When things get confusing I always rely on a handy model, image or diagram to clarify things. So it was often frustruting for me when, in the early days of my project management career, I started to scratch the surface of traditional project management to get to grips with the fuzzy concepts of risk and uncertainty. Those risk lists, or risk registers, illustrated a lovely model, and they padded out a business case very nicely, but they didn’t seem to help as much in practice as they should have done.
One part of this is the matter of “risks versus issues”. If we uncover something nasty we’re often encouraged to mark it as one or the other. Often they get processed differently—for example, issues might go to the project board, but risks may additionally go into a central risk database. The difference between a risk and an issue is often explained as “an issue is something that’s happening now, and a risk is something that might happen in the future.” But then I came across this from David Espina on Stack Exchange:
For example, a patient presents to his doctor with high blood pressure and cholesterol, over weight, family history of heart disease, and sedentary life style. All of these are issues based on the normal definition of an issue. However, all of these are also risk factors for the risk of heart attack. The heart attack is not certain nor its severity. If this was a project, would you log the BP, cholesterol, obesity, family hx, lack of exercise in the issue log or the heart attack in the risk log…or both?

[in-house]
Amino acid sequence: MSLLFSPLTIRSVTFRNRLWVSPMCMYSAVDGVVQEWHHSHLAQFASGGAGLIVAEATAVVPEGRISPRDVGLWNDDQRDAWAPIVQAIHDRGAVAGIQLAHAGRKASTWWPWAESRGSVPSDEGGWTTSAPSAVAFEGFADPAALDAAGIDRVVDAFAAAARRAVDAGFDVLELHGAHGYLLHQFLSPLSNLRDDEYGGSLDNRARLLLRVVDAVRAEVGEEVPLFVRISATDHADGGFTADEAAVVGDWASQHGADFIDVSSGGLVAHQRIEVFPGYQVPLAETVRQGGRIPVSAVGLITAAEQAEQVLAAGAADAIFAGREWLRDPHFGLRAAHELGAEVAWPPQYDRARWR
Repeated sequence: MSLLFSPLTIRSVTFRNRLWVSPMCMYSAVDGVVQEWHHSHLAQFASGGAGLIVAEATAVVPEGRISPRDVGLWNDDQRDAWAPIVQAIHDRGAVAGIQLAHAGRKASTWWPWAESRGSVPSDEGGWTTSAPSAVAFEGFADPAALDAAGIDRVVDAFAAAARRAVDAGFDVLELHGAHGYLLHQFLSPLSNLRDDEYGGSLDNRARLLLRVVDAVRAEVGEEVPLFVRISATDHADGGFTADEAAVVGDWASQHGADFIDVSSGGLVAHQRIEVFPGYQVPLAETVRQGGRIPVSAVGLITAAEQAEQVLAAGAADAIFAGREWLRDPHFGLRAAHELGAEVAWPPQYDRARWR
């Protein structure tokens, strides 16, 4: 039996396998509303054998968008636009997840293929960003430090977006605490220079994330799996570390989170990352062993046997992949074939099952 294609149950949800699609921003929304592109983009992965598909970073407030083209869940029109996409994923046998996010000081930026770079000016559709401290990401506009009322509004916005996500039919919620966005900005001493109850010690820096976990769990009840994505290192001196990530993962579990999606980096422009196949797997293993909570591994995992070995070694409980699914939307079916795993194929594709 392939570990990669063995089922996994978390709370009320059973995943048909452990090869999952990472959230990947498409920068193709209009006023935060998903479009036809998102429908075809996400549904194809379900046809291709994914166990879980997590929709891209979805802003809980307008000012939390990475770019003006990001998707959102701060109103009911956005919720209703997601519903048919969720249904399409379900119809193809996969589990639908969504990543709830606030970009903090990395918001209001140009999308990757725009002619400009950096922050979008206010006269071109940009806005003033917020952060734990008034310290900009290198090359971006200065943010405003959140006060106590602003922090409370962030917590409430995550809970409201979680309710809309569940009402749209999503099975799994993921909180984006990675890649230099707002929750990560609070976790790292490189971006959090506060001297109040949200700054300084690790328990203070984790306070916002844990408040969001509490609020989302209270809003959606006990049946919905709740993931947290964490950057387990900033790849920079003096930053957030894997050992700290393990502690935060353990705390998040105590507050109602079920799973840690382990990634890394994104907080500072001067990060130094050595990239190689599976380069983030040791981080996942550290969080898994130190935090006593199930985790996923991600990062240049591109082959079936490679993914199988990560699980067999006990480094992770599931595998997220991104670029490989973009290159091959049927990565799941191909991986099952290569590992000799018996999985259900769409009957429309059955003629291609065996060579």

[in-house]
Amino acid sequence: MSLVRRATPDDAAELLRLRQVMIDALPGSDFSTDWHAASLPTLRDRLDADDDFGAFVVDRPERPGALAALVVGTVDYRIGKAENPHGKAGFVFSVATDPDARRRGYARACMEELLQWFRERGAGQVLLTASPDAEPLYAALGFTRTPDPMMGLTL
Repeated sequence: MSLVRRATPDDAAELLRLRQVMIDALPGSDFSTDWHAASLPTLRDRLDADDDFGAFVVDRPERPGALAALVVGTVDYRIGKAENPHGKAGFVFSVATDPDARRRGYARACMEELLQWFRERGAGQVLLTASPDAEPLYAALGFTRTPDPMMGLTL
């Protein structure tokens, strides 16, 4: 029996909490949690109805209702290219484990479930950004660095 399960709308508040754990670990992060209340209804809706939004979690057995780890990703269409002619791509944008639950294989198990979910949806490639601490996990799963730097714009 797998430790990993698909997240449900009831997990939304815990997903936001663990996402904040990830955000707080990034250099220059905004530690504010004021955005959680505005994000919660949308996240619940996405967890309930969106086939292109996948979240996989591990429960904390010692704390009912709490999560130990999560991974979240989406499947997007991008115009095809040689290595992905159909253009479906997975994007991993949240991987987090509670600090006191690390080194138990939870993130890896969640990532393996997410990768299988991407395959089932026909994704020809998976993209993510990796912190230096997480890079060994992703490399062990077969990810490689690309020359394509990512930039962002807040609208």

Good question. Is it a risk or is it an issue? And I can’t help also asking: Who cares? The distinction is far less important than what we’re going to do about it. (If we don’t care, then the risk-versus-issue debate is really about how to best sweep it under the carpet.) We may say we have to deal with issues now and risks in the future, but most issues don’t usually need action now-now (a 10 minute delay may not matter; how about 30 minutes; more…?) and many future uncertainties need action pretty quickly to stop them getting worse.
It’s too easy to get hung up on these things. What’s important is an effective and approprite response. As so often, we should step back and focus on the bigger picture of ensuring success.